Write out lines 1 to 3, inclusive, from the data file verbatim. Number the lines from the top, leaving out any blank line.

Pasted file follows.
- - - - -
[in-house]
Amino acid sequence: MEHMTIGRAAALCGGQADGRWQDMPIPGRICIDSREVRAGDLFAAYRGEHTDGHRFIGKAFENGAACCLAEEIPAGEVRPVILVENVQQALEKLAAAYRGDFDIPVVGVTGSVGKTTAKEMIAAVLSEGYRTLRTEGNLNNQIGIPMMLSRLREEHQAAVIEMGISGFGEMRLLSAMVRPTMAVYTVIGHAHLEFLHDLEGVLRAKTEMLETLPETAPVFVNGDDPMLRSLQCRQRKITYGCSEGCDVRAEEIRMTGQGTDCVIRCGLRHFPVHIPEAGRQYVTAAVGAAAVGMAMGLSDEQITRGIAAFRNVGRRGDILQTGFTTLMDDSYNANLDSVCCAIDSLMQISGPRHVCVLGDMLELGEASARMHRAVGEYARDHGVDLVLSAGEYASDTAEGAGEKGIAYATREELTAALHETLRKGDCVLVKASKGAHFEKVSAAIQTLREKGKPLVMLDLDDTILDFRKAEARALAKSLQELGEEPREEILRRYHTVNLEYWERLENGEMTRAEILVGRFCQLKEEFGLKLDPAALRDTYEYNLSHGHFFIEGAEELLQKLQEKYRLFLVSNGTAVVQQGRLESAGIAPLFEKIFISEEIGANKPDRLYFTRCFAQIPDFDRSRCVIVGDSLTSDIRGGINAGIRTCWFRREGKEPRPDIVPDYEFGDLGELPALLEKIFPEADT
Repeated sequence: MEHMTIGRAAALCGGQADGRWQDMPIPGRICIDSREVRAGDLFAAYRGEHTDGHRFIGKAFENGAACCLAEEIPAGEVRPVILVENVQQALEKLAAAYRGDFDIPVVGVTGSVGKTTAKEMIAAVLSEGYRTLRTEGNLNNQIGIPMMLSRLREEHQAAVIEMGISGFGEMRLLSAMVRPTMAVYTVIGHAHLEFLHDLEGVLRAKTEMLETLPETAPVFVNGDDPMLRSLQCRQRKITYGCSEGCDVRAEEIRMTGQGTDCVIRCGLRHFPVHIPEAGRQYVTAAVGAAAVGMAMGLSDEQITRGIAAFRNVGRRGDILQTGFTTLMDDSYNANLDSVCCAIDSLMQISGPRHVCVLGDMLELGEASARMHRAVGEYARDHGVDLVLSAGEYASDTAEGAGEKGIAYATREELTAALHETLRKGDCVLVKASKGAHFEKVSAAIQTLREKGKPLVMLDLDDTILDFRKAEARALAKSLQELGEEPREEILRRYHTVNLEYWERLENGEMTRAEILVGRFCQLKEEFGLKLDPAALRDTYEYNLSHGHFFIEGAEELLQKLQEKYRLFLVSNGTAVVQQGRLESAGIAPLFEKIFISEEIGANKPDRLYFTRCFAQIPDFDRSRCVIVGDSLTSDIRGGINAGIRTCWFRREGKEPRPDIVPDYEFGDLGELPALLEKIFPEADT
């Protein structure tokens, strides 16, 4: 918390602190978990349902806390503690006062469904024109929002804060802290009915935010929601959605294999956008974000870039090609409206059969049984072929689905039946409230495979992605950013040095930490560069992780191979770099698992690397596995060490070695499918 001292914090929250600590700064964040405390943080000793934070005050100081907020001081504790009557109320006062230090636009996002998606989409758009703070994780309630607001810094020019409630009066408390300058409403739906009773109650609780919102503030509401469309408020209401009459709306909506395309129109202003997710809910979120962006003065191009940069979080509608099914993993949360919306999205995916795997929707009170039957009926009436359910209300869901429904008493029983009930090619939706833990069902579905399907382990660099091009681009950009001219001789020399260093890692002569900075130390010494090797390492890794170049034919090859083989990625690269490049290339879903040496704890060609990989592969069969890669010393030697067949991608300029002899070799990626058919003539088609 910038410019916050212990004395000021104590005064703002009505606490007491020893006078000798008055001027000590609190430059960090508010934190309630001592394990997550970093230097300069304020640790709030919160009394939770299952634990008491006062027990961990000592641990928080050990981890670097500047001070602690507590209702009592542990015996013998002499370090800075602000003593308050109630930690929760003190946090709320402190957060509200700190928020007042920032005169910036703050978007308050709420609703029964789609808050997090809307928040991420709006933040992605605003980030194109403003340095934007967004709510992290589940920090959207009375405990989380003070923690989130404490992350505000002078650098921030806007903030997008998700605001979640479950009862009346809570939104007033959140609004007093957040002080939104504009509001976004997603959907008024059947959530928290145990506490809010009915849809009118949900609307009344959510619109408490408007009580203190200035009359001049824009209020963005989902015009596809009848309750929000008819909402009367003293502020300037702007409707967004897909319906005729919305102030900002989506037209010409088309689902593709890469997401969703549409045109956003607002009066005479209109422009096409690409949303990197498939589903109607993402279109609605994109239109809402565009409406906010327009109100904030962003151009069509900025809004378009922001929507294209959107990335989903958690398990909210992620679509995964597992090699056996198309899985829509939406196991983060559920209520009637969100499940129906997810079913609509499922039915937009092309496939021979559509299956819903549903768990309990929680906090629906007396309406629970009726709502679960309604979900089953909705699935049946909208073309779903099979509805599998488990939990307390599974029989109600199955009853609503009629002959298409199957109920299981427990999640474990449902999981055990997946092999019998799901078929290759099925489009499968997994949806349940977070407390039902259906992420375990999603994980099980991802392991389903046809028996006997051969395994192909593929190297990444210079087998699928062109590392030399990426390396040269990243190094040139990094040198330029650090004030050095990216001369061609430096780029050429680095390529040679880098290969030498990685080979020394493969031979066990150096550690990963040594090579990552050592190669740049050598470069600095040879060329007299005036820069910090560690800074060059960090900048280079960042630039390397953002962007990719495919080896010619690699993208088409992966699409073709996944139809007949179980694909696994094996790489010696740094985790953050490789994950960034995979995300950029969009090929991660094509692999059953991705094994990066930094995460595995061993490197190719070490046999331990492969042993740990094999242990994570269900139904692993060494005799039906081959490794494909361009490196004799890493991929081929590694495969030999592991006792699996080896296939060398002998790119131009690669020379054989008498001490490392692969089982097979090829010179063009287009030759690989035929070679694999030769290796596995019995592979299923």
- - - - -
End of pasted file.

[in-house]
Amino acid sequence: MEHMTIGRAAALCGGQADGRWQDMPIPGRICIDSREVRAGDLFAAYRGEHTDGHRFIGKAFENGAACCLAEEIPAGEVRPVILVENVQQALEKLAAAYRGDFDIPVVGVTGSVGKTTAKEMIAAVLSEGYRTLRTEGNLNNQIGIPMMLSRLREEHQAAVIEMGISGFGEMRLLSAMVRPTMAVYTVIGHAHLEFLHDLEGVLRAKTEMLETLPETAPVFVNGDDPMLRSLQCRQRKITYGCSEGCDVRAEEIRMTGQGTDCVIRCGLRHFPVHIPEAGRQYVTAAVGAAAVGMAMGLSDEQITRGIAAFRNVGRRGDILQTGFTTLMDDSYNANLDSVCCAIDSLMQISGPRHVCVLGDMLELGEASARMHRAVGEYARDHGVDLVLSAGEYASDTAEGAGEKGIAYATREELTAALHETLRKGDCVLVKASKGAHFEKVSAAIQTLREKGKPLVMLDLDDTILDFRKAEARALAKSLQELGEEPREEILRRYHTVNLEYWERLENGEMTRAEILVGRFCQLKEEFGLKLDPAALRDTYEYNLSHGHFFIEGAEELLQKLQEKYRLFLVSNGTAVVQQGRLESAGIAPLFEKIFISEEIGANKPDRLYFTRCFAQIPDFDRSRCVIVGDSLTSDIRGGINAGIRTCWFRREGKEPRPDIVPDYEFGDLGELPALLEKIFPEADT
Repeated sequence: MEHMTIGRAAALCGGQADGRWQDMPIPGRICIDSREVRAGDLFAAYRGEHTDGHRFIGKAFENGAACCLAEEIPAGEVRPVILVENVQQALEKLAAAYRGDFDIPVVGVTGSVGKTTAKEMIAAVLSEGYRTLRTEGNLNNQIGIPMMLSRLREEHQAAVIEMGISGFGEMRLLSAMVRPTMAVYTVIGHAHLEFLHDLEGVLRAKTEMLETLPETAPVFVNGDDPMLRSLQCRQRKITYGCSEGCDVRAEEIRMTGQGTDCVIRCGLRHFPVHIPEAGRQYVTAAVGAAAVGMAMGLSDEQITRGIAAFRNVGRRGDILQTGFTTLMDDSYNANLDSVCCAIDSLMQISGPRHVCVLGDMLELGEASARMHRAVGEYARDHGVDLVLSAGEYASDTAEGAGEKGIAYATREELTAALHETLRKGDCVLVKASKGAHFEKVSAAIQTLREKGKPLVMLDLDDTILDFRKAEARALAKSLQELGEEPREEILRRYHTVNLEYWERLENGEMTRAEILVGRFCQLKEEFGLKLDPAALRDTYEYNLSHGHFFIEGAEELLQKLQEKYRLFLVSNGTAVVQQGRLESAGIAPLFEKIFISEEIGANKPDRLYFTRCFAQIPDFDRSRCVIVGDSLTSDIRGGINAGIRTCWFRREGKEPRPDIVPDYEFGDLGELPALLEKIFPEADT